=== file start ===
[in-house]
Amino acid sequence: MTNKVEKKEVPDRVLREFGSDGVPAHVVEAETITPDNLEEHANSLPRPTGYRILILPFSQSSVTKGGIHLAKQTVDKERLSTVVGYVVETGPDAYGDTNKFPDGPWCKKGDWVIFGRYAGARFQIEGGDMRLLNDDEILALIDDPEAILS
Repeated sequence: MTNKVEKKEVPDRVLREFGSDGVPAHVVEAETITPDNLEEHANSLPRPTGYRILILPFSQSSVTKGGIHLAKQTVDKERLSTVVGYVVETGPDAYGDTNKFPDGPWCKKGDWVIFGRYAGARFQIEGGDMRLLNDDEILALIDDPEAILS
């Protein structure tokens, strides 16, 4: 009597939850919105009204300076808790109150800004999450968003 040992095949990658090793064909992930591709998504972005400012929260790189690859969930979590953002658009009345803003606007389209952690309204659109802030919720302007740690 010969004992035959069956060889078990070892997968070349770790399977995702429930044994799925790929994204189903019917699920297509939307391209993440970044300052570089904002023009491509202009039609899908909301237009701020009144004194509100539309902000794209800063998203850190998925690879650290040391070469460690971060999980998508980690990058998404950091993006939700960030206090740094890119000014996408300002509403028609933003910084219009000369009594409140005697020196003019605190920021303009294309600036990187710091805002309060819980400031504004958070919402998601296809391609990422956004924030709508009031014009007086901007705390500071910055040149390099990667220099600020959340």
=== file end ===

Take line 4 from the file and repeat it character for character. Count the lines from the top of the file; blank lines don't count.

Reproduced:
């Protein structure tokens, strides 16, 4: 009597939850919105009204300076808790109150800004999450968003 040992095949990658090793064909992930591709998504972005400012929260790189690859969930979590953002658009009345803003606007389209952690309204659109802030919720302007740690 010969004992035959069956060889078990070892997968070349770790399977995702429930044994799925790929994204189903019917699920297509939307391209993440970044300052570089904002023009491509202009039609899908909301237009701020009144004194509100539309902000794209800063998203850190998925690879650290040391070469460690971060999980998508980690990058998404950091993006939700960030206090740094890119000014996408300002509403028609933003910084219009000369009594409140005697020196003019605190920021303009294309600036990187710091805002309060819980400031504004958070919402998601296809391609990422956004924030709508009031014009007086901007705390500071910055040149390099990667220099600020959340």